Margot McMahon's sculptures tell a story of how living beings are all connected through nature.
Founded in 1859, Saint Patrick’s Church, the first church in Lake Forest, grew its congregation and a larger new church was built. While learning a Celtic way of being Catholic, Margot sculpted earth, wood, glass and stone into a twice life-size Holy Family, Celtic Cross, Baptismal Font and Ambry for sacramental oils. She started with the Offering, six-foot high hands holding an oak and rosewood tabernacle for the Host in their palms. Finally, she painted the mural in the family room to remind us from St.Patrick’s Prayer that God is above us, below us, beside us and within us.
Carved from a 300-year-old maple tree that was blown over in hurricane force winds off Lake Michigan, these large stones of wood rest in relation to each other. While Margot’s 90-year-old father was reaching the end of his life, she recalls his story about being a stone on the beach in her carving, “The waves wash in and the waves wash out and I am still there - on the beach.” She carved the maple stones as elements only to realize at installation, nine stones were carved. She is from a family of nine, so this sculpture revealed itself as a family portrait.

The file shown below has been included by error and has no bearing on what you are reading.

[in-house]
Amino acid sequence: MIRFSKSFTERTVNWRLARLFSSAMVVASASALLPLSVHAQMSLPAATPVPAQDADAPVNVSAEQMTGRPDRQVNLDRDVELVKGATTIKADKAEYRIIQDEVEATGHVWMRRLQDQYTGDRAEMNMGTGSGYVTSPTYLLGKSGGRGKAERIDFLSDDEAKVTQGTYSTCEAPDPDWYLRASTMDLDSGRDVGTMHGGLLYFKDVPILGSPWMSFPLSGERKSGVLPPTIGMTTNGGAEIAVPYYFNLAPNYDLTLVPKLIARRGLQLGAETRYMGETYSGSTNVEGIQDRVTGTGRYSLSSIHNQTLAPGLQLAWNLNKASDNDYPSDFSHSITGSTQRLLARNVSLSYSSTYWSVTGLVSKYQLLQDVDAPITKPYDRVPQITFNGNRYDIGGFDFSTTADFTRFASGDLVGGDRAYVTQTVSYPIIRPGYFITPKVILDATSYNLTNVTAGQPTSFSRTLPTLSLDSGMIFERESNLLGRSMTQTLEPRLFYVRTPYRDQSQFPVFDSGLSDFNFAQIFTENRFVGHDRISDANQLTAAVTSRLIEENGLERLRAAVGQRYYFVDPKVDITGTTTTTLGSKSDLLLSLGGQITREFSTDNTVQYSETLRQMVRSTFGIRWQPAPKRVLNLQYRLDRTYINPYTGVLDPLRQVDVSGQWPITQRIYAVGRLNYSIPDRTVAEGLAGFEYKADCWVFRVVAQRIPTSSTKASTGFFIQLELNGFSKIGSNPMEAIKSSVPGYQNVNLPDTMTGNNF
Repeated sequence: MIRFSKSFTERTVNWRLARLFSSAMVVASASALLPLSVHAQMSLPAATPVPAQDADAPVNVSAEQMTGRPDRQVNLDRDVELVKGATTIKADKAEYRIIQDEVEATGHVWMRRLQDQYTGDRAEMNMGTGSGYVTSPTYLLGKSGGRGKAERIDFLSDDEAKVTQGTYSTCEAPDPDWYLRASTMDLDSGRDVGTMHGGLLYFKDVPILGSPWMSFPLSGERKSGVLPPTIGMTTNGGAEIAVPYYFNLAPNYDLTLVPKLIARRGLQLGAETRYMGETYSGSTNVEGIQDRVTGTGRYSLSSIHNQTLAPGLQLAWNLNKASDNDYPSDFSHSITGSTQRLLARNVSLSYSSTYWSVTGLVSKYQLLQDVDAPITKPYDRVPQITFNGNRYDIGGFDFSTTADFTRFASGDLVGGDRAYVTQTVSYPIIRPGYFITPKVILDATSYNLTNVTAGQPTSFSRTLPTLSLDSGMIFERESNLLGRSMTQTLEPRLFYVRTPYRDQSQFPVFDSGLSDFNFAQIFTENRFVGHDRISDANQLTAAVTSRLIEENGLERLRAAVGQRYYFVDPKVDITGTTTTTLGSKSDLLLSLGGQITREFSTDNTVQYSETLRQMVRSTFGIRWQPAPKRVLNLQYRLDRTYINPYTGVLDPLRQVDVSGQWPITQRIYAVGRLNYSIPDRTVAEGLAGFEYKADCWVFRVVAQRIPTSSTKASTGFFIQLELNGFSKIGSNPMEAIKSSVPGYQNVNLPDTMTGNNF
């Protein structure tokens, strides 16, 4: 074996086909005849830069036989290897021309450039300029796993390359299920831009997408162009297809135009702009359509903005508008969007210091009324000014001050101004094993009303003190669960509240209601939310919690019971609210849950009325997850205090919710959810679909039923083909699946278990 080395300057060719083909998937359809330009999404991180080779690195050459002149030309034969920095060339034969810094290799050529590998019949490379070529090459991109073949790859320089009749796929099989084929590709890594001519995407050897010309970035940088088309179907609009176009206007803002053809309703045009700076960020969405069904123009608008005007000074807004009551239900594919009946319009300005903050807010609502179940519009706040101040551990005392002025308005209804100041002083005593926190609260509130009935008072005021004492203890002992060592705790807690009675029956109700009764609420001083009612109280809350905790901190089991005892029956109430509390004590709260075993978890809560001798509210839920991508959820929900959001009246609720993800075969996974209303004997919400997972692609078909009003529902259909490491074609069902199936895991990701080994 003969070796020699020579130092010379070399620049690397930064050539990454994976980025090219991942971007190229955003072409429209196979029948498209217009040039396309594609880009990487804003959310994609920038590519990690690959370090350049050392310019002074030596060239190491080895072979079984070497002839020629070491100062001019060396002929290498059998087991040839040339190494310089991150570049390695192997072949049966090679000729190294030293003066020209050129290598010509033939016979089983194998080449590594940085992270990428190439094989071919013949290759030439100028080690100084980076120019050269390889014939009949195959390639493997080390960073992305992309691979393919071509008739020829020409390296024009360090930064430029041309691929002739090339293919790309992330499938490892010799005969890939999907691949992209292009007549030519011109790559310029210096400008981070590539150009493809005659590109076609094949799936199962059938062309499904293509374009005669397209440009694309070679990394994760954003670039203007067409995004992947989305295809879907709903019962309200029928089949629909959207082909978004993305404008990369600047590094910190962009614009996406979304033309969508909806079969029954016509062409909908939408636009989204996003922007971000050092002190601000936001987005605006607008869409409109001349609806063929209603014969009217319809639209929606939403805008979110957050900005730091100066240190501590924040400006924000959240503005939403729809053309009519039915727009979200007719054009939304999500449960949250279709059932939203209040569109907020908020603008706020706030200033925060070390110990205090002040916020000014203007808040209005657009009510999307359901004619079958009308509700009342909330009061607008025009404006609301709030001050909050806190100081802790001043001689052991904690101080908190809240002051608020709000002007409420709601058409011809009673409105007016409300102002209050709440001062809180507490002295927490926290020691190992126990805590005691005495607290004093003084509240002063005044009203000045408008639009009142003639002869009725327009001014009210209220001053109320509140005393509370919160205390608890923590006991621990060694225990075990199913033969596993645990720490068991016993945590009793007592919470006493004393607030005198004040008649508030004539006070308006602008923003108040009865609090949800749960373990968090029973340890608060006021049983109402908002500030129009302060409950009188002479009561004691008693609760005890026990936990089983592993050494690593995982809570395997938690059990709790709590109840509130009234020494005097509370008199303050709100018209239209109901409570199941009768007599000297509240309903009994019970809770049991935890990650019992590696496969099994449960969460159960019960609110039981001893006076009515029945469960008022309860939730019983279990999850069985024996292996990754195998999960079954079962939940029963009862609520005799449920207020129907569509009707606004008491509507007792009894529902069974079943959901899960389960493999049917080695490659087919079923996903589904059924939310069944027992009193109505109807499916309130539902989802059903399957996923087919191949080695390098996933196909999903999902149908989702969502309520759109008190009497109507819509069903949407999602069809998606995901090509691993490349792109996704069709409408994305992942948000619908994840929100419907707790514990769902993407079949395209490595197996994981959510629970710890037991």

Commissioned for the celebration of St. Mary’s Parish 75th Anniversary, this sculpture is inspired by the Mayan Chacmool sculptures, in which a strong female presence honors a child with support during a learning moment. The mother or teacher raises the child to an equal level for an exchange in learning. The conversation is restated with open circular arms and lap, making a place for another child to climb or rest.
The warrior Hawk rests besides the Dove of Peace. The two classic bird forms offer contrasting symbols, skills and abilities. The Hawk rises to the heavens to bring words from above as it dives to earth. The cooing, nesting Dove snuggles its head under its wing in serenity. By capturing these dichotomous birds in granite they are raised to monumental status. The vertical Hawk contrasts with the horizontal Dove though they are both resting birds of a feather.